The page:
Trustworthiness Necessitates Not Perfection

Just a brief thought from Darrell Bock on reliability/trustworthiness. Feel free to reflect upon the implications, if any, for the doctrine of inerrancy. Bock’s remark comes from, “Is the New Testament Trustworthy?” in the Apologetics Study Bible.

Trustworthiness demands not exhaustive but adequate knowledge of the topic. Sources are selective even when they are accurate. The Bible makes this point in John 21:25: “There are also many other things that Jesus did, which, if they were written one by one, I suppose not even the world itself could contain the books that would be written.” When people call Scripture trustworthy, they are arguing that its testimony is not contrary to what happened and is sufficient to give us a meaningful understanding of God and His work for us (2 Tm 3:16-17). Speaking accurately is not the same as speaking exhaustively.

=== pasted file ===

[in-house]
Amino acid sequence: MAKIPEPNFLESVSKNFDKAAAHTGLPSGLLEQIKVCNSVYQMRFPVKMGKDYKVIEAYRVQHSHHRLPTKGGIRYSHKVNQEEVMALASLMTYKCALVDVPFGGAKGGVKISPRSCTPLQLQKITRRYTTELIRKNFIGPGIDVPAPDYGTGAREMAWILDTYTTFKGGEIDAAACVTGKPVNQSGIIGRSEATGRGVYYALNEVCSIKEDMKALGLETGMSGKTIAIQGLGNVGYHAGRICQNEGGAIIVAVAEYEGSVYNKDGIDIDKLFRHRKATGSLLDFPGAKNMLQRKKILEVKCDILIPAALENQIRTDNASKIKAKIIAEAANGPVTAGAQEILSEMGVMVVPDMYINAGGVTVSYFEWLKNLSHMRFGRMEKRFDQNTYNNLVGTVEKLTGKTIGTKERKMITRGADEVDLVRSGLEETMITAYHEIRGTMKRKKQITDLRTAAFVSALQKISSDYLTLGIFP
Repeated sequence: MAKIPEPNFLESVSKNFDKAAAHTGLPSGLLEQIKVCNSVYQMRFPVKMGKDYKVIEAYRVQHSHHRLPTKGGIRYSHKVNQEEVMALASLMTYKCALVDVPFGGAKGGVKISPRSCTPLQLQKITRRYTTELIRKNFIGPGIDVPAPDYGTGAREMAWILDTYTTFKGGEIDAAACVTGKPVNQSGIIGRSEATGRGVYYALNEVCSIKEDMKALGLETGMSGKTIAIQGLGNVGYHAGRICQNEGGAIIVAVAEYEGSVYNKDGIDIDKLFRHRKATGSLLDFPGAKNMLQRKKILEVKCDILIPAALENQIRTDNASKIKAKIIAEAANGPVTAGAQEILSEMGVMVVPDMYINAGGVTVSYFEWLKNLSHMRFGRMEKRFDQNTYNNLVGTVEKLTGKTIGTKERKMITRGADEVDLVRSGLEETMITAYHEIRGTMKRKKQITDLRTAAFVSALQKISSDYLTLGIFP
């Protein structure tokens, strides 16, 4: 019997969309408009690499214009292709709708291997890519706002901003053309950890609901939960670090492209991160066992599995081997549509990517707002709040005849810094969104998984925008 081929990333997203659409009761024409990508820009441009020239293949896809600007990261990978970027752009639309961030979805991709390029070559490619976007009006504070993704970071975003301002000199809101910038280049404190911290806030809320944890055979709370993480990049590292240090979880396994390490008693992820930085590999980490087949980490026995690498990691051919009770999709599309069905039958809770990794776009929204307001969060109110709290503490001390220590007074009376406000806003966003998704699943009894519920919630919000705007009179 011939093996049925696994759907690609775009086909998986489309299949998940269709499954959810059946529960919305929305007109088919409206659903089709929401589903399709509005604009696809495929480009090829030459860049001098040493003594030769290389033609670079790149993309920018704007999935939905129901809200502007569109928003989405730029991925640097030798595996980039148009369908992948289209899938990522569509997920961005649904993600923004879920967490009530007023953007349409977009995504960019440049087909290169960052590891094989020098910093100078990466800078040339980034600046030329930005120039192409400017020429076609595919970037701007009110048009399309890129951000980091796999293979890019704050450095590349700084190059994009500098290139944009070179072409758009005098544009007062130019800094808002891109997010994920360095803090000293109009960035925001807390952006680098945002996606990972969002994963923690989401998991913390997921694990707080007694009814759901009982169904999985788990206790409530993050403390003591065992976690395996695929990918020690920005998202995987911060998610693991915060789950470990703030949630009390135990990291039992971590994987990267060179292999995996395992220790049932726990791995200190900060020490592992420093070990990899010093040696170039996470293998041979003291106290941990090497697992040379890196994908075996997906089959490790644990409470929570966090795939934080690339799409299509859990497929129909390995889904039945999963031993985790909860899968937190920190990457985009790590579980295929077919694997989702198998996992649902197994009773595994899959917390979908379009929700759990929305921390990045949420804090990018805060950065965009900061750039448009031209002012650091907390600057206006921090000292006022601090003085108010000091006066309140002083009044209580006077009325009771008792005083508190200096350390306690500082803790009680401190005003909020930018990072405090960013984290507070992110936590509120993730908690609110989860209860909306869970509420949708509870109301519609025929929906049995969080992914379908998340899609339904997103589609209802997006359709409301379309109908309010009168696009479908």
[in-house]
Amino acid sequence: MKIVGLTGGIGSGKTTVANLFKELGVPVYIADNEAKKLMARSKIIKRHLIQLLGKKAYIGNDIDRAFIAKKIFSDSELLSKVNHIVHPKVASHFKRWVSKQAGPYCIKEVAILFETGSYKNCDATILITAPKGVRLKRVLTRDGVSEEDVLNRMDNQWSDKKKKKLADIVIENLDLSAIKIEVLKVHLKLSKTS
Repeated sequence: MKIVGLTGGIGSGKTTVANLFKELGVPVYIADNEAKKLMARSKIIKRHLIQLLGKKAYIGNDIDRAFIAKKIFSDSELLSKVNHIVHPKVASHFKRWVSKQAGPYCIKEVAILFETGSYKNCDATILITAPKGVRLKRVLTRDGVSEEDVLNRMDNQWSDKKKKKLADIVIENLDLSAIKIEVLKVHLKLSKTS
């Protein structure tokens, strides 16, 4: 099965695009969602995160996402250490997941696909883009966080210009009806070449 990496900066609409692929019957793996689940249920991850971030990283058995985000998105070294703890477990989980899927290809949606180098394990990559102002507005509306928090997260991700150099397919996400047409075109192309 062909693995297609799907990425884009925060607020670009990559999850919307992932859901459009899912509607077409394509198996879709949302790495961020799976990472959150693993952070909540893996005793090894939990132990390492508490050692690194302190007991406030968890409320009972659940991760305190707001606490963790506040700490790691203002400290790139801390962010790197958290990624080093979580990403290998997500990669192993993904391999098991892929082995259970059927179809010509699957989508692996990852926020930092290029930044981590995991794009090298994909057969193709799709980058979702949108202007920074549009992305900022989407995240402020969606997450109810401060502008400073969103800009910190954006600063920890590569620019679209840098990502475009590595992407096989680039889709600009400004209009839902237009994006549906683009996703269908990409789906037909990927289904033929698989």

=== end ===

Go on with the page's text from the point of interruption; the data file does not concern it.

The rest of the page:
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Kurt Jaros is the Director of Operations at Apologetics.com, where he oversees various projects, including Real Clear Apologetics (which he founded). He holds a Master's degree in Christian Apologetics from Biola University and a Master's in Systematic Theology from King's College London. He teaches part-time at Naperville Christian Academy and also blogs at ValuesAndCapitalism.com, a project of the American Enterprise Institute.

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